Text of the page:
The former prison camp now houses a history museum
World War II ended nearly 70 years ago but to this day, many little known facts about the local repercussions of the war remain under wraps. Throughout Canada and the United States, thousands of people were held prisoner in internment camps for months, even years, often simply because of their origins or religious beliefs. In Montreal, the fort of Ile-Sainte-Hélène was turned into an internment camp for up to 401 men between July 1940 and October 31st 1943.
Located in the neighborhood of Little Italy, the church of Madonna Della Difesa is but one among a large number of churches in Montreal, which has acquired the nickname of “City of 100 Bell Towers.” What sets this particular church apart, other than its impressive Romanesque architecture, is the fact that one of the frescoes depicts former Italian dictator Benito Mussolini.
Through current technologies and the widespread use of social media, real-life public speaking has become a bit of a lost art. People used to congregate in city squares in order to share their opinions and to debate. Instead, they now use social media. With that in mind, Montreal multimedia firm Moment Factory designed a new art installation called Megaphone, located in Downtown Montreal through November 4th, that mixes both old school public speaking and modern technologies.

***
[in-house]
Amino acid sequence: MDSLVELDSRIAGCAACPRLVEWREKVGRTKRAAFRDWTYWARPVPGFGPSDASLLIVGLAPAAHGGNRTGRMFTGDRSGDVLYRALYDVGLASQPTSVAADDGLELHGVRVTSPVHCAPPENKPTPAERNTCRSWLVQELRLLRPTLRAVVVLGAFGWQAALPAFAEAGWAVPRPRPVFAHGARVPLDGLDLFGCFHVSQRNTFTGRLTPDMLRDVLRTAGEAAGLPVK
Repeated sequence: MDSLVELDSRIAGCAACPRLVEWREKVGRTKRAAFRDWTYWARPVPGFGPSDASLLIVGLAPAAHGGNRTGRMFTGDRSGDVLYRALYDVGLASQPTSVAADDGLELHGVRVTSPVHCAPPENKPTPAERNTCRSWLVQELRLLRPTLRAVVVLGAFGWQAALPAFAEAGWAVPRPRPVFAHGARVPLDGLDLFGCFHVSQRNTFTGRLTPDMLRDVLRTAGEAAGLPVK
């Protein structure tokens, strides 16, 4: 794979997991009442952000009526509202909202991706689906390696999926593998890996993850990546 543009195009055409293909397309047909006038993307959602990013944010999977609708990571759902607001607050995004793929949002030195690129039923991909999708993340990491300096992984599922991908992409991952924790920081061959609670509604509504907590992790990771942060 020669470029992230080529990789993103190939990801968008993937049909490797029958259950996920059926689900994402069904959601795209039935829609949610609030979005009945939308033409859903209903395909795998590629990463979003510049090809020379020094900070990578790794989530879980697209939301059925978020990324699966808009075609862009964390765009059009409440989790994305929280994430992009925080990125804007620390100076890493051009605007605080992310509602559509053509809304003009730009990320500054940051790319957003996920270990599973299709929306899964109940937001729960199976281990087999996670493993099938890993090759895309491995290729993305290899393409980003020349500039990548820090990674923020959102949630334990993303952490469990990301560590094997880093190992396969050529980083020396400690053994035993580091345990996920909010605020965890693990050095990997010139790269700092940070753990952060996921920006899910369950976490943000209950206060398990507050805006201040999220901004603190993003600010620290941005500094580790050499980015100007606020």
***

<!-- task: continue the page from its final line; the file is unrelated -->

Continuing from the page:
Every travel guidebook covering Montreal mentions the Underground City (a must see, they say). Due to it’s evocative name, visitors often get here expecting to discover an actual fully-formed city developed under Montreal’s street level. Known to locals as RÉSO (for réseau, french word for network), the Underground City’s first interconnected sections were built in 1962. When the Montreal subway started operating in 1966, additional connections were made. Today, more than 20 miles of tunnels span the system. (more…)
Mosaika Art & Design, Ceramic mosaic, 2005, Place des arts metro station (Green line)
It is an art gallery visited by millions each year, yet only a few people actually take the time to look at the art that adorns its walls. Like the New York City transit system, the Montreal subway system is full of commissioned art work. Each of the 68 stations is decorated in a unique manner and numerous works of art are integrated on the subway platforms, staircases and crossing points.
Ruelle Verte between 30th and 31st avenues, Bélanger street and Bellechasse street
The lack of parks and greenery is a common issue in the urban planning of big cities around the world. This is often due to a shortage of space. Different solutions are being developed, like green roofs, sidewalk gardens and pocket parks. In Montreal, many of the city’s districts have been working to solve these deficiencies by creating Ruelles vertes (green alleyways).
Montreal has more than 280 miles in alleyways hiding between the city’s tightly packed buildings. Prior to the creation of the Ruelles Vertes project, they were largely underused and served almost exclusively for local car circulation and for garbage disposal. (more…)